Trough runneth over for spendthrift Setas

Just as the government says its pockets are not deep enough to satisfy demand by university students for adequate funding, the controversial sector education and training authorities (Setas) spent millions of rands in dubious transactions over the past financial year.

The 26 entities – including the 21 Setas – that fall under the higher education and training department incurred R351-million in irregular expenditure during 2014-2015. Of this total, R321-million was spent by 10 of the Setas.

Two of the Setas spent close to R250-million in irregular expenditure between them: they are the safety and security Seta (Sasseta) and the culture, arts, tourism, hospitality and sports Seta (Cathsseta).

Cathsseta irregularly spent R124-million, and Sasseta spent R126-million. Higher Education and Training Minister Blade Nzimande placed both Setas under administration this year.

The 21 Setas are meant to help reverse the country’s skills crisis and thereby address the plight of the 3.4-million 18-to-24-year-olds who are not in employment, education or training.

The Setas are funded through a 1% skills levy deducted from employees’ salaries each month. They were allocated R11-billion for the 2014-2015 financial year.

Tailored to facilitate training for industry needs, they are meant to enable young people to participate in learnerships and apprenticeships, and provide career guidance. The Setas also issue bursaries to university students.

Since their launch in 2000 under the labour ministry, the Setas have been criticised for failing to deliver and wasting billions of rands. Nzimande vowed to knock the troubled bodies into shape when he assumed office in 2009.

Irregular spending patterns among the Setas vary. Some – including the banking Seta; the education, training and development practices Seta; the manufacturing, engineering and related services Seta; and the fibre processing and manufacturing Seta – did not incur any expenditure in contravention of government legislation.

These are the findings of auditor general Kimi Makwetu’s audit on the department and its entities over the past year. The department itself registered over R1.2-million in irregular expenditure after not following “correct procurement procedures with regards to tender processes”.

Makwetu also raised the alarm over the department’s critical shortage of staff to run the entities effectively. “The department is unable to perform all the required verification and monitoring functions over its entities due to funding and human resources capacity constraints,” said his audit report. “As a result, the reliability of reported achievements of its entities and institutions that are consolidated into the achievements reported by the department is not adequately verified.”

The vice-chancellors’ body Higher Education South Africa, renamed Universities South Africa, has been advocating for the redirection of millions of rands currently in the coffers of the Setas to the National Student Financial Aid Scheme (NSFAS).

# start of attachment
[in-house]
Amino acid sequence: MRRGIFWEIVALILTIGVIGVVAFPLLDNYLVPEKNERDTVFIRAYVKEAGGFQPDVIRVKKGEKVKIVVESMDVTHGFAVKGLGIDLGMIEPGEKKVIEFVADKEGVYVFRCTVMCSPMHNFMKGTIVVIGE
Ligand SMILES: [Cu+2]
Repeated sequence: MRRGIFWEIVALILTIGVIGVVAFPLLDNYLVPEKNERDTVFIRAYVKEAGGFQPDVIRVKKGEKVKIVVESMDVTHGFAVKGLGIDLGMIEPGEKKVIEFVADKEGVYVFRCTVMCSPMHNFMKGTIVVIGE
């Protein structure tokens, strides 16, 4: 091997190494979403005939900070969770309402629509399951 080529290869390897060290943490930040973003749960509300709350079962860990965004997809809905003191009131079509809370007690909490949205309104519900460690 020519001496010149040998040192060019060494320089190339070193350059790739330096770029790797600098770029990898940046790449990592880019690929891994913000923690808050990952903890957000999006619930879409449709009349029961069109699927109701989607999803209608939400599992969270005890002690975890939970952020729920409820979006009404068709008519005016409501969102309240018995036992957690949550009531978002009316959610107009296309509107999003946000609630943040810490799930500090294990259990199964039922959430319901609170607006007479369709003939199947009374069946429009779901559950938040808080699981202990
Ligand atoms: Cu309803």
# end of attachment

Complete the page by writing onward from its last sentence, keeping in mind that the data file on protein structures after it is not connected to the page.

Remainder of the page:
“The considerable amount of funding held by Setas through the National Skills Fund could be used very effectively in addressing our country’s skills shortages, if a portion of this funding could be channelled to NSFAS or, at least, set aside for administration by NSFAS,” says the organisation’s position paper.

When it emerged earlier this year that the Setas had left about R2-billion unspent in 2014, Democratic Alliance MP Yusuf Cassim called for this money to be diverted to poor students whose fees had not been settled by NSFAS owing to its lack of funds.

“The money could go a long way to support these students, who have already qualified for NSFAS funding, to finish their studies,” he said.

Higher education spokesperson Khaye Nkwanyana said the department is concerned about the levels of irregular spending in the Setas. The department is implementing plans to turn things around in the bodies, he added. Sasseta and Cathsseta have been allocated administrators as part of this drive.

“The irregular expenditure is quite a worry, but we’re engaging with them so that there’s improvement in financial management,” he said. “Because they are public institutions, they’ve got to manage their finances in line with the Public Finance Management Act. Their spending patterns must be within the limits of the Act.

“There’s a lot of turnaround in various Setas that we’re engaging [with] so that they perfect their books in a manner that is expected of any public institution. We can’t celebrate irregular expenditure.”“The unspent Setas money could go a long way to support students who have already qualified for NSFAS funding”


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